Bias Toward Victim Blaming: Comparison Between Legal Scholars and Laypeople


  • Tajda Hančič University of Ljubljana



The study will explore the bias that is imposed by information contextualization that triggers imagining alternatives about the victim’s past actions resulting in victim blaming and the extent of its impact on legal scholars. The research will shed a new light on why people would blame the victim rather than the perpetrator and it explores a bias caused by the framing effect that can influence decision-making when ascribing blame in the court.

Theoretical Background

Counterfactual thoughts are spontaneously generated mental representations of alternatives to the past or future. They can be formed to support moral judgment such as blame ascription which is often used in the court [1]. For that reason, they put forward the defendant’s actions and show they were to ones who could have done differently, making them responsible for the bad outcome. However, the story of an incident can be also framed in a way that shifts blame to the victim [2]. Salient and focal representations of events and actors influence whose actions are taken into consideration. Events or people’s actions that are brought forward and presented in a way that they can be mutable are more likely to be marked as causational and therefore blameworthy – a phenomenon also known as the framing effect [3].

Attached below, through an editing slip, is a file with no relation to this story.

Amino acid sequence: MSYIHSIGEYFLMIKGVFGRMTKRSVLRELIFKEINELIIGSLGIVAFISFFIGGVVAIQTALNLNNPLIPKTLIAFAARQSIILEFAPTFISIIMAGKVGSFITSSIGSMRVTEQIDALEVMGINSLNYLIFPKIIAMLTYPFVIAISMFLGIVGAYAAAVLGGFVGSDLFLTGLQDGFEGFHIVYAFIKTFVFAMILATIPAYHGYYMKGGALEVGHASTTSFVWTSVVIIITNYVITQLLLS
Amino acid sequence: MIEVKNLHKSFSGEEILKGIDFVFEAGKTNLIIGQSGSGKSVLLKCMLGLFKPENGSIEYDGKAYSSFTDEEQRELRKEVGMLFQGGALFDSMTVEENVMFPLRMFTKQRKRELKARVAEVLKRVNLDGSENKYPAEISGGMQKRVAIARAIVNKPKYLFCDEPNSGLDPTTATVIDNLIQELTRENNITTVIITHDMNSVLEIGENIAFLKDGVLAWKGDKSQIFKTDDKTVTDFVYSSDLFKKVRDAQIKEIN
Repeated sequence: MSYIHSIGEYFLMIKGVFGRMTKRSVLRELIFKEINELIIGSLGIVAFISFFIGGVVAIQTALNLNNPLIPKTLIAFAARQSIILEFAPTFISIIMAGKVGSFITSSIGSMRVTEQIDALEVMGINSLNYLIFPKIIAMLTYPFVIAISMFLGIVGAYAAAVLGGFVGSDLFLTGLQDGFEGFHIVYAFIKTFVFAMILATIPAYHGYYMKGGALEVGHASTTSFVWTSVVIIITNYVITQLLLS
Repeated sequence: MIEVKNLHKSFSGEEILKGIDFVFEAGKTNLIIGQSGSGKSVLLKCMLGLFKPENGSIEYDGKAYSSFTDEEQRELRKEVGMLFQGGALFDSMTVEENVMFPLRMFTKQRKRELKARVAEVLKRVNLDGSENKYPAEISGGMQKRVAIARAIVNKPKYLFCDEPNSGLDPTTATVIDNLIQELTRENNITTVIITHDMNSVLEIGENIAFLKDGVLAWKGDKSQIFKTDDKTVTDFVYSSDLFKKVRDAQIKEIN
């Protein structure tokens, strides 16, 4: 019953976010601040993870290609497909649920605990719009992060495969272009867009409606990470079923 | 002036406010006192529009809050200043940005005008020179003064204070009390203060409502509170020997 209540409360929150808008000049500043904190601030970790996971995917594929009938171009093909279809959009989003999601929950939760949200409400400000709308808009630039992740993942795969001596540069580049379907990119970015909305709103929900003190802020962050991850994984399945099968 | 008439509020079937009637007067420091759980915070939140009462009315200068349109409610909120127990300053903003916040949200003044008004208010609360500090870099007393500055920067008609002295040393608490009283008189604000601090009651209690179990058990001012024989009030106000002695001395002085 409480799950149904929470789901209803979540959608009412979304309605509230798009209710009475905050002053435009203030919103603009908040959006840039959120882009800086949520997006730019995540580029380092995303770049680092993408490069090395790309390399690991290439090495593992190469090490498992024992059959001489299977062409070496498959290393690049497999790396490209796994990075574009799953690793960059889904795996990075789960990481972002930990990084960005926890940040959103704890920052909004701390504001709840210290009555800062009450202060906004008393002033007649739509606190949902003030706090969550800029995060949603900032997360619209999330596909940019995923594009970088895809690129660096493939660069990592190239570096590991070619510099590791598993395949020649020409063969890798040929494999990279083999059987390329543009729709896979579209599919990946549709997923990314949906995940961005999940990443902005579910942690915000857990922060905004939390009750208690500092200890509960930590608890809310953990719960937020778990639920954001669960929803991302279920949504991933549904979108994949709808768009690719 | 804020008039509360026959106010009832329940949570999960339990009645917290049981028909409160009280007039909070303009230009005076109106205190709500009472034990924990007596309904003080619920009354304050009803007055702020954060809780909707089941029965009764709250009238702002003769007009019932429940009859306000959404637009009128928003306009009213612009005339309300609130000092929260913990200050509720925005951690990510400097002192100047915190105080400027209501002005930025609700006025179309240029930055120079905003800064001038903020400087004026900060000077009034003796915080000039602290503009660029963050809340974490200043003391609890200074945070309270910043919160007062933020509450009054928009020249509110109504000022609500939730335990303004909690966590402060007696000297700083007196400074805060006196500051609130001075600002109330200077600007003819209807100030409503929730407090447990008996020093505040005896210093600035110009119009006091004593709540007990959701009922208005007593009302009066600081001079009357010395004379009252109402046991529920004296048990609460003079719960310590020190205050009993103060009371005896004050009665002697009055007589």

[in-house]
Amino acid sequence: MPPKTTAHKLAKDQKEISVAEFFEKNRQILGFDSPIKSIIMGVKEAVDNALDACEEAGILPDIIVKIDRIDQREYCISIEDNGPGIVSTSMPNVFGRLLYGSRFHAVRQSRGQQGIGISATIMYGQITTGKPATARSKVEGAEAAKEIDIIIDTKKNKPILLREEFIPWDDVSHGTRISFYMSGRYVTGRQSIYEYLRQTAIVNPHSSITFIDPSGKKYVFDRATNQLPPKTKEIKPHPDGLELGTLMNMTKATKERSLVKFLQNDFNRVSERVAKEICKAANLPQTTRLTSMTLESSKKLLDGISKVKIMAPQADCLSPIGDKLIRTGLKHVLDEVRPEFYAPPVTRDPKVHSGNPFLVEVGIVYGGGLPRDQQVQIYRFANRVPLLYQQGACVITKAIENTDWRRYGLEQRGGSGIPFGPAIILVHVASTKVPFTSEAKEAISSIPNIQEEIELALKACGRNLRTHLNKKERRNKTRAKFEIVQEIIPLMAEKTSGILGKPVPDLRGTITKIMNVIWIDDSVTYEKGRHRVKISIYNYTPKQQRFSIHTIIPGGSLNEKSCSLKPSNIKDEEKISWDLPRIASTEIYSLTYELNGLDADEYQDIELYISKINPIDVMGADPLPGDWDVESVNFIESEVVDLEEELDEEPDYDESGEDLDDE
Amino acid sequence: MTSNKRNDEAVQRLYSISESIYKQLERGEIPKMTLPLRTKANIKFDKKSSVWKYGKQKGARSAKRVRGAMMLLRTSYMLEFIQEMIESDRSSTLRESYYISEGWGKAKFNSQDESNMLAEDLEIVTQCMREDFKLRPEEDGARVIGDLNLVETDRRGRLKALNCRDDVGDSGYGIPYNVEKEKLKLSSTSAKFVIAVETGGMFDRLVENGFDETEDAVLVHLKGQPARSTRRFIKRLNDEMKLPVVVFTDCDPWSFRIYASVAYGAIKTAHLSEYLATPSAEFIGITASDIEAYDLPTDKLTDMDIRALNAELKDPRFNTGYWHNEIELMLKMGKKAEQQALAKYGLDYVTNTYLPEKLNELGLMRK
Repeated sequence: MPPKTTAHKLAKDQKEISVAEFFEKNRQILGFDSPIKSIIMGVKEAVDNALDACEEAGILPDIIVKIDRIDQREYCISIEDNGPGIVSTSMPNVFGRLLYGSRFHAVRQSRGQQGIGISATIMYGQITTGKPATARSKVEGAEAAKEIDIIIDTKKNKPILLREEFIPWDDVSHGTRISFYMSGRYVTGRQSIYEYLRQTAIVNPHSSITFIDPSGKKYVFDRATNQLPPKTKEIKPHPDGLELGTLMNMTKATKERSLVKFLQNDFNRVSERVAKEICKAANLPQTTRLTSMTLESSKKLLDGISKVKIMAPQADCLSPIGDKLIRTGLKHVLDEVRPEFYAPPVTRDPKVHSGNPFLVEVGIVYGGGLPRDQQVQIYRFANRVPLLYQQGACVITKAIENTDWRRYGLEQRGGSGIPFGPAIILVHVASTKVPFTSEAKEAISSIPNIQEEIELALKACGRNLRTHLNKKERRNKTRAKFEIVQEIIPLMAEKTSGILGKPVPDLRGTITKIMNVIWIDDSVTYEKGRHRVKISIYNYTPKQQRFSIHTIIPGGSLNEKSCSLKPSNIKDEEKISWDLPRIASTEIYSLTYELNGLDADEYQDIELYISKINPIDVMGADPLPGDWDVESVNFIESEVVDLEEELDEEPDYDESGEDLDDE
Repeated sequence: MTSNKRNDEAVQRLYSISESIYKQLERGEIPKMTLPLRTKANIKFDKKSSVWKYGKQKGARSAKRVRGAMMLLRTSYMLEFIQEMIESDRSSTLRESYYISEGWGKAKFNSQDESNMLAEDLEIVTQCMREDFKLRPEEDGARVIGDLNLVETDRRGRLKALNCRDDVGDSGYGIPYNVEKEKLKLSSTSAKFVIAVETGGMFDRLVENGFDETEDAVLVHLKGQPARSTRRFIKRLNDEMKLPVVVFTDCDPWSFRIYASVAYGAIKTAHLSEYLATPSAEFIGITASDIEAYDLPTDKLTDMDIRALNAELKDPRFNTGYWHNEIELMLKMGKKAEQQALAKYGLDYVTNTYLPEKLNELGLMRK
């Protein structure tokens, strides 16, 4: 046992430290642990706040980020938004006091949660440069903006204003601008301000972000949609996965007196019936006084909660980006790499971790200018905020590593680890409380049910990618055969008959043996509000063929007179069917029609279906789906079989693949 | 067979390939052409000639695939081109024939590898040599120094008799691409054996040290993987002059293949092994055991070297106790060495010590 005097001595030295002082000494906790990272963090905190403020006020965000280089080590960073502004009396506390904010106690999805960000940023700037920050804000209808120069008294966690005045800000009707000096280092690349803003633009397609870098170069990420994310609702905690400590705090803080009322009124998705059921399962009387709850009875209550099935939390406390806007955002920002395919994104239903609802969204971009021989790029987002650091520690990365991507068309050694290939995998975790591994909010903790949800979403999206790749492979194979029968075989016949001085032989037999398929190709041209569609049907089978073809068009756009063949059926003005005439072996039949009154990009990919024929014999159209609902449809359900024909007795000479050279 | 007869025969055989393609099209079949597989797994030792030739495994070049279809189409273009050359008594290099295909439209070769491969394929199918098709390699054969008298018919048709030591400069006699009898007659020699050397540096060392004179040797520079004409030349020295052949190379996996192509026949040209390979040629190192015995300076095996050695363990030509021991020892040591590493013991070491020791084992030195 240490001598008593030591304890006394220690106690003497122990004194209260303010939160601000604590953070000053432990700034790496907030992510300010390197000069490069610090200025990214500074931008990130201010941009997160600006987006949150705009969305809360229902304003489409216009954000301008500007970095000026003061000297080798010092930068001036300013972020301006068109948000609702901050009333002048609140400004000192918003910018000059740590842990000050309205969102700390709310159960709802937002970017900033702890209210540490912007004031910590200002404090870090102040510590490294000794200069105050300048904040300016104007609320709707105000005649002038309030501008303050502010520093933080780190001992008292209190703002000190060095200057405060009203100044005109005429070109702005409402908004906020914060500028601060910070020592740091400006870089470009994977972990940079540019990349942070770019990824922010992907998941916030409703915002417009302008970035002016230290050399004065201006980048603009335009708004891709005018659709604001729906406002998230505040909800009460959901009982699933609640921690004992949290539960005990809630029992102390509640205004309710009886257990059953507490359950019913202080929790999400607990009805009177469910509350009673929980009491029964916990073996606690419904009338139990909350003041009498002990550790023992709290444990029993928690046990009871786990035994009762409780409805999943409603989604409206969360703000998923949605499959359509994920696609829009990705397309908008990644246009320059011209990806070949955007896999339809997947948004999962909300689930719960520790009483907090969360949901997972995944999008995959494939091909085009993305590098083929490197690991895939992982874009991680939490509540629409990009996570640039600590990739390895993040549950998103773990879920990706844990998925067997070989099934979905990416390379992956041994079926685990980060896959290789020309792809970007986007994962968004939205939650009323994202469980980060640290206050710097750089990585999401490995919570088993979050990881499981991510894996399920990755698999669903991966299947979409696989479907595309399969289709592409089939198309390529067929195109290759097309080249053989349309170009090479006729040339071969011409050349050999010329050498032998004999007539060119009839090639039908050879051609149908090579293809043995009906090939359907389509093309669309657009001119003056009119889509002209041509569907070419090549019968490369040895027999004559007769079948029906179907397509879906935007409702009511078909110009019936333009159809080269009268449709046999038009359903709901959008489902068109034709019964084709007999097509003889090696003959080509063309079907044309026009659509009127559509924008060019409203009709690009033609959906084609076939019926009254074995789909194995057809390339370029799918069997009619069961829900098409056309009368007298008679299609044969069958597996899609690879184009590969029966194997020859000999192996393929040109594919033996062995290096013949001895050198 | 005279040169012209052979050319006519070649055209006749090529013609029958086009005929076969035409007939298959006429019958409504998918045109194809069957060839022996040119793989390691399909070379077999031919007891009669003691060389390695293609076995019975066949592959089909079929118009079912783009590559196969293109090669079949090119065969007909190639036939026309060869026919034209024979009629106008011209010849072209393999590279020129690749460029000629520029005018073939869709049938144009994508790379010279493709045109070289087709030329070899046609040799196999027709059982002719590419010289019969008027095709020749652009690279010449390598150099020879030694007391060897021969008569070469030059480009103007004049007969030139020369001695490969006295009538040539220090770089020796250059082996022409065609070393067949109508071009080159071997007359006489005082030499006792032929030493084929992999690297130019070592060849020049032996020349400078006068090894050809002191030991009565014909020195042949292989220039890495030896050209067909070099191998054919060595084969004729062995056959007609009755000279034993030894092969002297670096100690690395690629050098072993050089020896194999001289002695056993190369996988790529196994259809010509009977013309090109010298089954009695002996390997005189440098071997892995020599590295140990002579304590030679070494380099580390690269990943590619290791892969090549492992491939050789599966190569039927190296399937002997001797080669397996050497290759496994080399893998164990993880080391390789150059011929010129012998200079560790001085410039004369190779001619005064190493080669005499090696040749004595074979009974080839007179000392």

There will be three research questions guiding the experiment. R1: How likely are legal scholars to blame the victim when forming counterfactuals about their actions compared to laypeople? R2: Does the degree of moral blame ascribed to a victim influence the degree of moral blame assigned to the perpetrator? R3: How are the ascription of moral blame and the determination of legal punishment connected?

An experiment will involve two participant groups (legal scholars and laypeople), each further divided into control and counterfactual conditions. Participants will read a crime scenario vignette. The counterfactual groups in each category will be instructed to write down alternative actions the victim could have taken. Subsequently, all participants will complete a questionnaire assessing their blame attribution for both victim and perpetrator, along with their perceived severity of punishment for the perpetrator.

Expected Results

Firstly, a new understanding of legal scholars’ bias to blame the victim, secondly confirm or put into question already existing findings and thirdly, a new connection between moral blame and legal punishment will be made.


[1] Byrne, R. M. J. (2016). Counterfactual thought. Annual Review of Psychology, vol. 67, no. 1, pp. 7.1-7.23. doi: 10.1146/annurev-psych-122414-033249

[2] Branscombe, N. R., Owen, S., Garstka, T. A., & Coleman, J. (1996). Rape and accident counterfactuals: Who might have done otherwise and would it have changed the outcome? Journal of Applied Social Psychology, vol. 26, no. 12, pp. 1042-1067. doi: 10.1111/j.1559-1816.1996.tb01124.x

[3] Tversky, A., & Kahneman, D. (1981). The framing of decisions and the psychology of choice. Science, New Series, vol. 211, no. 4481, pp. 453-458.